Finding the Right Mix

Personal experiences lead to a sweet solution
Wilma 0420 Health1

From squishing bread into palatable balls of life-saving sugar to creating an effective formula for other parents who stood by in horror as they thought they’d lose their child to the complications of Type I diabetes, PAMELA HEYWARD has lived the adage that necessity is the mother of invention.

Her eldest daughter, Tayler, now twenty-eight, was diagnosed with Type 1 diabetes more than two decades ago when she was three years old.

“No one in my family had had diabetes,” Heyward says.

Heyward was often awakened in the middle of the night to find Tayler suffering from terrifying low blood sugar episodes that resulted in life-threatening seizures. Further complications, such as diabetic ketoacidosis (DKA), which can lead to a diabetic coma or death, have happened twice to Tayler.

DKA occurs when your cells don’t get the glucose they need for energy, and your body begins to burn fat instead, producing ketones. When ketones build up in the blood, they make it more acidic. The life-threatening condition can happen in a few hours.

According to the American Diabetes Association, 34.2 million Americans, or 10.5% of the population, had diabetes in 2018. Of that number, nearly 1.6 million Americans have Type 1 diabetes, including about 187,000 children and adolescents.

When Heyward’s daughter, Emily, came along, Heyward had her tested since there was a genetic predisposition to the disease. She tested positive.

“It was a waiting game,” Heyward recalls. “When was it going to happen?” she says of the frightening medical events that shaped Tayler’s childhood and would be repeated in Emily’s.

Emily’s first diabetic incident happened when she was twelve.

When Tayler was diagnosed, she was on an stringent diet to ensure her body received the right amount of glucose in the proper amount and time. She had to eat exactly 15 grams of carbohydrates at specific times throughout the day.

“You’ve got this child crying, ‘Please, mommy, I can’t eat anymore,’” Heyward recalls. She tried everything to give her daughter what she needed, including taking the crust off the bread and squeezing the remainder into what she called bread bombs.

“I figured it’s all about visuals, right?” she says.

When her daughters experienced low blood sugar episodes, they often turned to juice and candy. The only other thing on the market was glucose tabs, and Heyward recalls nobody liked them. They’re big and chalky and inconvenient to carry. Candy and juice, however, contain fructose and sucrose that needs to be converted into glucose, the body’s fuel. With the delay caused by the conversion, the diabetes would be overtreated, and sugar levels would spike.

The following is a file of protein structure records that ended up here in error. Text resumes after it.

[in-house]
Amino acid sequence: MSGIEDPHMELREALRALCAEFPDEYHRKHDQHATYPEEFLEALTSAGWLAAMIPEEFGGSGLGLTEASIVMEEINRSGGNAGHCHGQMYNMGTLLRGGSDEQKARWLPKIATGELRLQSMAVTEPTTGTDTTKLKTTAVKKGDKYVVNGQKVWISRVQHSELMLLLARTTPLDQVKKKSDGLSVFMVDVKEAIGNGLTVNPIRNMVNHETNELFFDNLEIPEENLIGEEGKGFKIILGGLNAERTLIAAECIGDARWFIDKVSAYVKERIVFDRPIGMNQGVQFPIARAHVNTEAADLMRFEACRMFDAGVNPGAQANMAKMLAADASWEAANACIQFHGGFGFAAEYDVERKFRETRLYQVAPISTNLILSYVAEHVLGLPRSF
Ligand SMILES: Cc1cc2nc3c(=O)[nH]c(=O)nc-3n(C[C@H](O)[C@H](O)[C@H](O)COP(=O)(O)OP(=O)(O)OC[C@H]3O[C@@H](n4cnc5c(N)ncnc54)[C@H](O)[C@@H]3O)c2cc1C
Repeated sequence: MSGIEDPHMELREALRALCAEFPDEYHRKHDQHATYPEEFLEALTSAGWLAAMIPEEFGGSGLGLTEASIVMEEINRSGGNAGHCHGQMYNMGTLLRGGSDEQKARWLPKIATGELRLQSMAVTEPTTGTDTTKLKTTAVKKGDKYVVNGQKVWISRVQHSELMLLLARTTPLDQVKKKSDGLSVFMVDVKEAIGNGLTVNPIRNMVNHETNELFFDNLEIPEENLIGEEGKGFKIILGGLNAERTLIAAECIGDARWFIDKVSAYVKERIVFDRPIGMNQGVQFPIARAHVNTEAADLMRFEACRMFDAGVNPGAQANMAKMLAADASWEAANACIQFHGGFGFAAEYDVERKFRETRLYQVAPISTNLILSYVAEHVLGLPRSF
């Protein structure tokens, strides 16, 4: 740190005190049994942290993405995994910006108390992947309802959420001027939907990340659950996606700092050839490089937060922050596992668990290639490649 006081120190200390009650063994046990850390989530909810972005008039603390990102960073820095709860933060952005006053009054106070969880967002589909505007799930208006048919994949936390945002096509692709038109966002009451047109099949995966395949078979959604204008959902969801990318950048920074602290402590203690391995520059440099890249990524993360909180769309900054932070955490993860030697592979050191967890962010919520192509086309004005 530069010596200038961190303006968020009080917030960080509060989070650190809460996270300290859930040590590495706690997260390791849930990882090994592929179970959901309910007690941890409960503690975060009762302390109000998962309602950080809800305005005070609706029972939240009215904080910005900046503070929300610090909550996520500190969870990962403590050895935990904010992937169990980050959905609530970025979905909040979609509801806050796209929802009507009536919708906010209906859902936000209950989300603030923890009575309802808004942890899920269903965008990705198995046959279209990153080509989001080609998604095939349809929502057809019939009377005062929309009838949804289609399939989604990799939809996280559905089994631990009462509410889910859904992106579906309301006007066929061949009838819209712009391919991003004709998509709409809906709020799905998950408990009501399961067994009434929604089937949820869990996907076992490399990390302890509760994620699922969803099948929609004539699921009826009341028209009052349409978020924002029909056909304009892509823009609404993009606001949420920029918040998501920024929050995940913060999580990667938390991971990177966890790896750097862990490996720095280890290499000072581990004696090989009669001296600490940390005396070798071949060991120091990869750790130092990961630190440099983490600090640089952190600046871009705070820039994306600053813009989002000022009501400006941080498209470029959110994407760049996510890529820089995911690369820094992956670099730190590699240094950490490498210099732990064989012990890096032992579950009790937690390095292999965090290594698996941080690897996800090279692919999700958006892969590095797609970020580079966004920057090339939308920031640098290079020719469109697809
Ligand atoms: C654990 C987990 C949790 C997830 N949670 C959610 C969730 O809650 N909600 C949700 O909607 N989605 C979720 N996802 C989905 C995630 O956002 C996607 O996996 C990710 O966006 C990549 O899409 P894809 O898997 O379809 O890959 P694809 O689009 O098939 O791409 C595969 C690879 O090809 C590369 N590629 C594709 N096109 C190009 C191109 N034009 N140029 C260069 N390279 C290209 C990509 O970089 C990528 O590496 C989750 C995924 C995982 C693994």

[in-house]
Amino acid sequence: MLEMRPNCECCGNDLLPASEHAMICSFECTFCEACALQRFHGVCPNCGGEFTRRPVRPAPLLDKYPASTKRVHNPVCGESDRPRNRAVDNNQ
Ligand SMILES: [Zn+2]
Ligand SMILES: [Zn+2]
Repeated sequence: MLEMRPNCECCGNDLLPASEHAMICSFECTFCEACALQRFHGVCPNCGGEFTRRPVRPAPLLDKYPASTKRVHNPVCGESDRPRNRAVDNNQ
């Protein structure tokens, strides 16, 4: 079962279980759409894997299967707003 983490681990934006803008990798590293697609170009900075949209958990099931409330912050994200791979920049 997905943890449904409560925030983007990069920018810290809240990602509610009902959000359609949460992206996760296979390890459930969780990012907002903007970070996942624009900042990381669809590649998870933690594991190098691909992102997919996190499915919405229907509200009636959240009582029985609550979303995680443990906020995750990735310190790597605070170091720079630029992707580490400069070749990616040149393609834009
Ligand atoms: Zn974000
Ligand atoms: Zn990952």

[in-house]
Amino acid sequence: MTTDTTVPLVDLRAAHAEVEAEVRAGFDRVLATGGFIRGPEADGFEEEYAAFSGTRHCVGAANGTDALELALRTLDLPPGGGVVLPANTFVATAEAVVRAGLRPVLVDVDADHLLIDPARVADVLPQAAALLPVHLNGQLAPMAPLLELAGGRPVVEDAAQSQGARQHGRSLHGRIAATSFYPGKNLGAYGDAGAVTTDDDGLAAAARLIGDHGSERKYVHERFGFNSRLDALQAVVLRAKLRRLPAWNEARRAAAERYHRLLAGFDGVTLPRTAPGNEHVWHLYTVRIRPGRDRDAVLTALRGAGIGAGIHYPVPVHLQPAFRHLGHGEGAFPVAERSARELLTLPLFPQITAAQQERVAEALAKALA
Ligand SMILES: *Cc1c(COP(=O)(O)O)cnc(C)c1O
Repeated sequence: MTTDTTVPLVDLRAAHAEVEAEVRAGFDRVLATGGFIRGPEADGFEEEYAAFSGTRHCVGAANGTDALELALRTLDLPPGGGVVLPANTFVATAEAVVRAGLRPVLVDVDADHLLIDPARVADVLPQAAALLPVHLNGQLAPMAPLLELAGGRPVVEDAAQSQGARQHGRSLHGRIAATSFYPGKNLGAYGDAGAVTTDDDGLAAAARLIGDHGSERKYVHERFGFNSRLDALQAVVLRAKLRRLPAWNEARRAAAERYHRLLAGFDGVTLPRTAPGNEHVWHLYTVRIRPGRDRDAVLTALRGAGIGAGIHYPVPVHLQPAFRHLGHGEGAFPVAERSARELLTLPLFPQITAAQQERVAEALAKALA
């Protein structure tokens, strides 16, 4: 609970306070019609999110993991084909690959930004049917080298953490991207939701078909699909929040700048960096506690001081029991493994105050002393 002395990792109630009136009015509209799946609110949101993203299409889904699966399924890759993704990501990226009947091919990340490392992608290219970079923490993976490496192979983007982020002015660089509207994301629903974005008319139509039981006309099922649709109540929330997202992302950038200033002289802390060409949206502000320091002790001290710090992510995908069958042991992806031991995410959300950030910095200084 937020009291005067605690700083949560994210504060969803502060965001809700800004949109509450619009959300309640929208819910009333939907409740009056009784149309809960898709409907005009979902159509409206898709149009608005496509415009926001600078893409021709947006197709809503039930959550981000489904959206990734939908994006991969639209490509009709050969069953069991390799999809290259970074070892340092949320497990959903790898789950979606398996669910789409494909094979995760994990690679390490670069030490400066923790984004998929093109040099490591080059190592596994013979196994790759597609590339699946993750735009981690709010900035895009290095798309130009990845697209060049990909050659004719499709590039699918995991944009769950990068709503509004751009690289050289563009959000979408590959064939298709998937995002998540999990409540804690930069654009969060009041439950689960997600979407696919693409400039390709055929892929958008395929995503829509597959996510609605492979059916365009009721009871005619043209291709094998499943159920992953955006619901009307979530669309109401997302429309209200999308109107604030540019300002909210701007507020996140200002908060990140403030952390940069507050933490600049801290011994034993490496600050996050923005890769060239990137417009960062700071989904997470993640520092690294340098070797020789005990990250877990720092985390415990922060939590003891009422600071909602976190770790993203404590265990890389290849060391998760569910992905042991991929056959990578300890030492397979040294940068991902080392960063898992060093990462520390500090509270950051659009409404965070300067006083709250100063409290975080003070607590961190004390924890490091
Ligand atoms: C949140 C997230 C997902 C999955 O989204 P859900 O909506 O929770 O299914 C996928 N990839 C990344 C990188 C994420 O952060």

A turning point for Heyward was when she went skiing with the girls, and both Tay ler and Emily had low blood sugar. While that situation didn’t become catastrophic, Heyward knew she needed to address how to improve treating them. She looked up at the mountain, and it struck her: What would happen if the girls were skiing one mountain and she on another when they had a problem?

“It hit me, right then … you have to make a glucose powder,” she says.

Heyward started researching and found a company in New York that develops pharmaceutical- grade products. She wanted powder glucose, all natural, and it had to dissolve in your mouth to quickly elevate low blood sugar. The company created her formulas and several flavors of the powder that dissolves upon contact with saliva, allowing it to enter the bloodstream and work “super fast.”

They come in small foil pouches that contain 15 grams, giving the user a precise, controlled amount for treating hypoglycemia, so it doesn’t spike blood sugar.

She founded her company, SOS Life Sciences Corporation and has trademarked Glucose SOS globally. She’s also invented Glucose SOS for pets with diabetes. In 2020, Heyward plans to launch her third product extension.

But, finding the right mix wasn’t the end. She needed to figure out many aspects of maintaining and growing a business. For instance, it took a few years, but her product is now in large chain stores such as Walmart, Publix, H-E-B, and Walgreens.

She has distribution in the United Kingdom and Puerto Rico and plans to launch a cobranding deal with a pharmaceutical company in South America. Heyward says she is working on a deal in Canada, which has a stringent regulatory process.

Her manufacturing facility is in Brevard, North Carolina.

Aside from knowing her daughters are living with better treatment for their illness, Heyward says it gives her chills to hear the feedback from people who follow her and diabetes-related news on social media.

Here’s a message she recently received: “I have been using Glucose SOS for months now and can honestly say nothing works as well as this does. I’m in my first year of college and the anxiety of having lows in my dorm room was UNREAL. I found these at my local Walmart and I will never ever stop.”

To view more of photographer Erin Costa’s work, go to

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Categories: Health